4. I tried these last night. I cut my potatoes in chunks to accompany my husband’s request for hash. These are the most delicious potatoes I have ever cooked in a skillet. I left the lid on until all of the liquid had cooked down and then the potatoes browned and crisped so nicely with NO sticking to the pan. They truly were delicious. Thank you so much.

    • I am so glad that you enjoyed them and that they turned out so well. I will have to try cutting them into chunks instead of slicing them sometime.

  5. My mom used to make hot dogs and fried potatoes for dinner when I was a kid and I loved it. Looking back, I bet it was a cheap dinner for her. She basically used this recipe except adding sliced hot dogs during the last few mins to brown them. It was soo good and filling. She also used to make this spam casserole which I’m sure was cheap but tasted horrible! Lol

  6. Thanks for sharing. I printed the recipe off to try.
    I also ordered a copy of the book from
    I am looking forward to receiving it.

  7. Lynn, I just wanted to write a word of thanks. I found your recipe for this in an email I think (from you). I printed it and tried it last week. The four other people in my family were begging for more. It was sooo much easier than fried potatoes I’ve made before. I had given up and switched to hashbrowns even though they aren’t as good. Well, thanks to you, fried, or skillet potatoes are back! Thank you so much!!

  8. potatoesforme says

    Wonderful! Who would have known to add water?! I didn’t even think of the green pepper. Thanx for the 2 secret ingredients. I’ll be trying this next time I fry potatoes.

  9. potatoesforme says

    Oh yeah, I’ve always used veggie oil not butter. Not sure which fat I’ll use, but I will post my results.

  10. What temperature for electric skillet?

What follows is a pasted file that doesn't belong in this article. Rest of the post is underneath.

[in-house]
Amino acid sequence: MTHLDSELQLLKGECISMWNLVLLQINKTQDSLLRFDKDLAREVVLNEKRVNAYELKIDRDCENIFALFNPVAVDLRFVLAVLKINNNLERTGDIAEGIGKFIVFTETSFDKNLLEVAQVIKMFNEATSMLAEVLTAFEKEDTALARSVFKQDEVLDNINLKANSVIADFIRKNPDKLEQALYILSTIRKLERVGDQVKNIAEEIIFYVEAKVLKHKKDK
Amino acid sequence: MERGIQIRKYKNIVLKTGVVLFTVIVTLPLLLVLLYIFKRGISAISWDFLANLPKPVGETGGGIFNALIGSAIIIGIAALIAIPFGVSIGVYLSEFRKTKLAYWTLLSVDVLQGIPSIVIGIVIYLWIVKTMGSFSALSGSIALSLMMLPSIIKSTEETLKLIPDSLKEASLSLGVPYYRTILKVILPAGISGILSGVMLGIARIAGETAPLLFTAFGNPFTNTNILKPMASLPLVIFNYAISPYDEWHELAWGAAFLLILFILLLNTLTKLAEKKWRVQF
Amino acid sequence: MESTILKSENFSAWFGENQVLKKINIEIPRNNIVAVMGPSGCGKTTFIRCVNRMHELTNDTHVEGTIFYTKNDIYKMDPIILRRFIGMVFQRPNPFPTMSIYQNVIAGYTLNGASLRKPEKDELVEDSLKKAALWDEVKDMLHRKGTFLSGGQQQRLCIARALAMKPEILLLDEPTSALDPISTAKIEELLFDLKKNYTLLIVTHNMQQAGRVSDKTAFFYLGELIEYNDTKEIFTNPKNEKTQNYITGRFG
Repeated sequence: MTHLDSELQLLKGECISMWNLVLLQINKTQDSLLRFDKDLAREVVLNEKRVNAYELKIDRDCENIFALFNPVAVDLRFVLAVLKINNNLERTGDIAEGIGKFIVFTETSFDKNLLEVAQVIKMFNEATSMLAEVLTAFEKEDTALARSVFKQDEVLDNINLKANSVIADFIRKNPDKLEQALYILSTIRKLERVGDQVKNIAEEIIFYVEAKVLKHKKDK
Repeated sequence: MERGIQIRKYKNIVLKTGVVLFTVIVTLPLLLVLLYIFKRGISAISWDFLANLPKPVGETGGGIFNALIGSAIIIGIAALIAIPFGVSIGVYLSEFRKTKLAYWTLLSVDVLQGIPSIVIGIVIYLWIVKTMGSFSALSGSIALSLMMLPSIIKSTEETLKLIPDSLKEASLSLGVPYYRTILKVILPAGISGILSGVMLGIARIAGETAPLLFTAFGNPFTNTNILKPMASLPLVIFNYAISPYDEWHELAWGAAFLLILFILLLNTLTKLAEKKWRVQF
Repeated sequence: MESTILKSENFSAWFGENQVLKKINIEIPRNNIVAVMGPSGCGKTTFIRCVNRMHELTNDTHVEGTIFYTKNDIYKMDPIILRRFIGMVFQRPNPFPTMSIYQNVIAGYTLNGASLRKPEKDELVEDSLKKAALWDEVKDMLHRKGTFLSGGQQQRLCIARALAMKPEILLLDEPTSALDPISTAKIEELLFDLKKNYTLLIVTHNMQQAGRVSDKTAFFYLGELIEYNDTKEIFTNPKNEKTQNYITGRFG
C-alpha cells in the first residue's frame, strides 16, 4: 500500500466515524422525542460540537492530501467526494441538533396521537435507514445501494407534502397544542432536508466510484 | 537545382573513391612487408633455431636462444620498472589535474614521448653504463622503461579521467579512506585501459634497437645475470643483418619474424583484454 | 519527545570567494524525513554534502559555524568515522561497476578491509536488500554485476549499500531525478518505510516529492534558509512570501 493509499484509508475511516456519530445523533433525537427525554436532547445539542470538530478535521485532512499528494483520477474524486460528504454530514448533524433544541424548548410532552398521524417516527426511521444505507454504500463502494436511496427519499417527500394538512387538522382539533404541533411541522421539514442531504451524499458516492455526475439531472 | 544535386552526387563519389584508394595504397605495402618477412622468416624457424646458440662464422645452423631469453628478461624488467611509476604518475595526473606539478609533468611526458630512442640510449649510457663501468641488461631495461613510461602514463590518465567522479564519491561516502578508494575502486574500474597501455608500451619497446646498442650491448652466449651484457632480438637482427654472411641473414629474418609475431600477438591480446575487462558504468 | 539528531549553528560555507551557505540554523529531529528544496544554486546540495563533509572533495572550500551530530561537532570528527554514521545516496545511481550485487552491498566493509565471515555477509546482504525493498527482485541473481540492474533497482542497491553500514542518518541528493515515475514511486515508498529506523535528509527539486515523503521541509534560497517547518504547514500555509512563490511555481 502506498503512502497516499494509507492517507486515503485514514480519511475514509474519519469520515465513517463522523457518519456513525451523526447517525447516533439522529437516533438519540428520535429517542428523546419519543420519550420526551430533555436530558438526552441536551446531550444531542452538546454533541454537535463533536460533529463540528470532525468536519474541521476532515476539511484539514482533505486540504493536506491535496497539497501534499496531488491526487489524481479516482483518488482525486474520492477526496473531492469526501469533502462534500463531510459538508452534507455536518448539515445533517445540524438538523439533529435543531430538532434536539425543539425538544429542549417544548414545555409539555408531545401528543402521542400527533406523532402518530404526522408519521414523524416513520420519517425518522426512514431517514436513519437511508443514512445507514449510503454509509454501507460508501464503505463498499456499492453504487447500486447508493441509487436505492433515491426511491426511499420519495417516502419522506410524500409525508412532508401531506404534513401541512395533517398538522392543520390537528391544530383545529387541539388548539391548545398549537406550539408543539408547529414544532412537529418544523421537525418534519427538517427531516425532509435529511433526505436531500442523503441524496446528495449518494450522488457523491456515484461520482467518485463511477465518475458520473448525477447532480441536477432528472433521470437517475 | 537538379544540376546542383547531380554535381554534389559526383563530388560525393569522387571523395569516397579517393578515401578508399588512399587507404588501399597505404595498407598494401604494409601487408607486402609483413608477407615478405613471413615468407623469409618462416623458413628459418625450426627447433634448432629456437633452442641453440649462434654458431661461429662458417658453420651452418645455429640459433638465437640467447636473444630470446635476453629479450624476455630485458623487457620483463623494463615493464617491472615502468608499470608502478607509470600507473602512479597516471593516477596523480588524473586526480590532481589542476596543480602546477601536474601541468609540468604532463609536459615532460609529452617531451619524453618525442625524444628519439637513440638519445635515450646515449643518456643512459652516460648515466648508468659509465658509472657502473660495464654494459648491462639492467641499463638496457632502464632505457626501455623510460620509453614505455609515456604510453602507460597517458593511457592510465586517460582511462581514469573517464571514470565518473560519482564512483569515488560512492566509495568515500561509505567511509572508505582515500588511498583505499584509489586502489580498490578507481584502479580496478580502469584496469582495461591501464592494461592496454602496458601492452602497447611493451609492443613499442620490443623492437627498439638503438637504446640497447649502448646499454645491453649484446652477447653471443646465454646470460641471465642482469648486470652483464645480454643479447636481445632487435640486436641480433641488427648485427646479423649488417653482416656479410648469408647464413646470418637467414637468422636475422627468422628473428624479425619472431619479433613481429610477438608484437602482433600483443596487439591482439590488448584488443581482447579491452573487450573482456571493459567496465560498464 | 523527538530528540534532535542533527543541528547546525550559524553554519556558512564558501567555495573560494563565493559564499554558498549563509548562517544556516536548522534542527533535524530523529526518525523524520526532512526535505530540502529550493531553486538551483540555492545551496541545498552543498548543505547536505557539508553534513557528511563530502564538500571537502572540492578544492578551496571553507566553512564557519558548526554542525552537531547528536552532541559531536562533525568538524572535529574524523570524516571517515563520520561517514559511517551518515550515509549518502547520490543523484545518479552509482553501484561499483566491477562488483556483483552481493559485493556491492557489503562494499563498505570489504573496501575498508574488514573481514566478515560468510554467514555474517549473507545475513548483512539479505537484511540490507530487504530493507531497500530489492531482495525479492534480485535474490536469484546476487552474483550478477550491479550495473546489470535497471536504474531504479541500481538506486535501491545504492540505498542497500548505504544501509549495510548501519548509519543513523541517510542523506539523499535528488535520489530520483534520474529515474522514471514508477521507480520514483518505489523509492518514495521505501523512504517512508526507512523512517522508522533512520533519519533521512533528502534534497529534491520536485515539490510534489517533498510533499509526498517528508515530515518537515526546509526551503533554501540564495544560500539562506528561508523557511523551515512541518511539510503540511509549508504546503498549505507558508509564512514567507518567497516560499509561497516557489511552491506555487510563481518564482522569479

• I do it at about 350, but that might vary with different electric skillets. I think between 325 and 350 is probably about right for most though. I hope that helps and I hope you enjoy them.

  11. Claudia* says

    Love the recipe. I use this when I make “trail potatoes”. After cooking the potatoes I add cooked smoked sausage and green beans. A big favorite with family and friends. I usually make up about 5# of potatoes and 3-4 pkgs of smoked sausage (turkey is a great alternative) and then 3 cans of french cut green beans. I used to slice all the potatoes by hand and pan fry them. With a mandolin slicer and your recipe it’s a real time saver!!!

  12. D. Smith says

    I always boil my potatoes (whole, peels on) for a bit before I use them for frying. It’s so much easier and there’s less guess work involved. They fry up beautifully. You can boil the potatoes ahead of time, take the peeling off after they’ve cooled a bit, then put in fridge until ready to use. That works well if you want it done ahead of time for a meal later in the week.

    • D. Smith says

      These are also good with scrambled eggs added to the fried potatoes. I just use the same pan, scramble the eggs first and then remove them while I fry up the taters, then add the egg back into the pan when nearly time to serve. It’s delicious that way, too!

Share Your Thoughts


We are a participant in the Amazon Services LLC Associates Program, an affiliate advertising program designed to provide a means for us to earn fees by linking to and affiliated sites.